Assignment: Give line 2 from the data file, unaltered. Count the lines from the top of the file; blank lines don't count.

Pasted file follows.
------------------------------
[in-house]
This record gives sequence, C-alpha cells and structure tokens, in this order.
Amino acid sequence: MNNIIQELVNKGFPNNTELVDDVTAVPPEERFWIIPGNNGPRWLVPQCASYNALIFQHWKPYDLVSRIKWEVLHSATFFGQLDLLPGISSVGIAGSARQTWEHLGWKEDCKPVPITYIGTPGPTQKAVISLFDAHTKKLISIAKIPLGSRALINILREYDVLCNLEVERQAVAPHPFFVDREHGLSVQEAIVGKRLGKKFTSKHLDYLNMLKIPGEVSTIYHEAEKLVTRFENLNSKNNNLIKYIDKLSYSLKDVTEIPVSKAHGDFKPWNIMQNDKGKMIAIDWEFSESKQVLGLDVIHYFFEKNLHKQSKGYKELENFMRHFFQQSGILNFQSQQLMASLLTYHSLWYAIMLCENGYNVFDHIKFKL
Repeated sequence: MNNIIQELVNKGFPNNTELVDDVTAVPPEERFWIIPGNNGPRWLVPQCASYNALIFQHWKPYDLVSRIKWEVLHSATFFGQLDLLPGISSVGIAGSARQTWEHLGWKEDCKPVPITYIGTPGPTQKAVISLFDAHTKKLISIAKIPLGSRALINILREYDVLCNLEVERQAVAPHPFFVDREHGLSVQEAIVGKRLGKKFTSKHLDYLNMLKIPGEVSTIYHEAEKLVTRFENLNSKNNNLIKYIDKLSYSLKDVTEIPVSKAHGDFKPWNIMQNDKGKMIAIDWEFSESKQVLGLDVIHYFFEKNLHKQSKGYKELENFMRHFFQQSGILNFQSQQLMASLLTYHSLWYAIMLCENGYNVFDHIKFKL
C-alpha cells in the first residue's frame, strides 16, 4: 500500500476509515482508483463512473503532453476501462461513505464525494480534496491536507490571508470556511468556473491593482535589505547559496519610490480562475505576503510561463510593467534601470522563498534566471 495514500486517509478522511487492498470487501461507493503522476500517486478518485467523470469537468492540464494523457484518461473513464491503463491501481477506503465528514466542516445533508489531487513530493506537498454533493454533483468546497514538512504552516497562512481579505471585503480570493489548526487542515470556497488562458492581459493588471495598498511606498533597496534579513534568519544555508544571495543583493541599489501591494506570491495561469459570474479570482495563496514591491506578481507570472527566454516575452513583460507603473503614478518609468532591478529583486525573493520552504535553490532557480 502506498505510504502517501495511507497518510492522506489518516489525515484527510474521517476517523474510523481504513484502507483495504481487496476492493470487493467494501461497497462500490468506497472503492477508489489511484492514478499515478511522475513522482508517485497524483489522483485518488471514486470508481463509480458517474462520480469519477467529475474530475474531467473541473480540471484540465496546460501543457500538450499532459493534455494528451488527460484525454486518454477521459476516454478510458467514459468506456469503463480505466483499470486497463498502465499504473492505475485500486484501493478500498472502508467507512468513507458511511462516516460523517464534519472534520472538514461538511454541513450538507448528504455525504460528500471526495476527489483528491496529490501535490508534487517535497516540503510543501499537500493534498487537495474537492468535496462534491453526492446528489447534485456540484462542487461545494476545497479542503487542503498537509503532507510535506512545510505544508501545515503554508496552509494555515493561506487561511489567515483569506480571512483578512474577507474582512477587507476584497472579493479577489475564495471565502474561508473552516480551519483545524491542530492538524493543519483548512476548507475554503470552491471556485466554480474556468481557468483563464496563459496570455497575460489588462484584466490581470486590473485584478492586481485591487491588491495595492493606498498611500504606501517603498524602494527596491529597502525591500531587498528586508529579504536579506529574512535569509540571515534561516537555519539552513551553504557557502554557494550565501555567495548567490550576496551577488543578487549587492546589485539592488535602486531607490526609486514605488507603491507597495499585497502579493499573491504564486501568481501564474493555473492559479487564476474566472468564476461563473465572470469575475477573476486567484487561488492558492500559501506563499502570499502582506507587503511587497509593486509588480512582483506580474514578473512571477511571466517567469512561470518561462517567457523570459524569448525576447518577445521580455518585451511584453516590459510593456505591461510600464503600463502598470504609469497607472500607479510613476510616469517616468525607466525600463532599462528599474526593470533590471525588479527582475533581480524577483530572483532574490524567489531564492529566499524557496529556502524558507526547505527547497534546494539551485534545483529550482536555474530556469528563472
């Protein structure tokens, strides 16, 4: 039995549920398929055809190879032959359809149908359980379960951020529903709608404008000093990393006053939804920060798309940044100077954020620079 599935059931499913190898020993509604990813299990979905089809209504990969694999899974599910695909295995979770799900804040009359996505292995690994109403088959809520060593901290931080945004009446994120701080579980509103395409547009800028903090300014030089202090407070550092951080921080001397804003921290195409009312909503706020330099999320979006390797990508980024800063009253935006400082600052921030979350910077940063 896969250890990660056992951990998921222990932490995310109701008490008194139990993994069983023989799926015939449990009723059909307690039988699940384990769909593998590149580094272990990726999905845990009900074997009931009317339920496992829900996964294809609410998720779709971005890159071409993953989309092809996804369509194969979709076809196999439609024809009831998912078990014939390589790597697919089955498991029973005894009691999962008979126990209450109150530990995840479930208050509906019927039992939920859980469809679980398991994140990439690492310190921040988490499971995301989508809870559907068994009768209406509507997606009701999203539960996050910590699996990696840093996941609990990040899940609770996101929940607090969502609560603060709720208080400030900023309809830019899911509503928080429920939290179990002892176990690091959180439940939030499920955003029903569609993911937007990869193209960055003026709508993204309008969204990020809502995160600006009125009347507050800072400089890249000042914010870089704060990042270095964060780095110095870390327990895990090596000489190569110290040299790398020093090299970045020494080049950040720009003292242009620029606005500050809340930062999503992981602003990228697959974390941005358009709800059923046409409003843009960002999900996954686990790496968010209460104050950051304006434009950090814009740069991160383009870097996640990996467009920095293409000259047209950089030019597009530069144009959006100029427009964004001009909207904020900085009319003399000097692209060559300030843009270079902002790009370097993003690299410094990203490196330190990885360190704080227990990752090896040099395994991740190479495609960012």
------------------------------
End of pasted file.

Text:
This record gives sequence, C-alpha cells and structure tokens, in this order.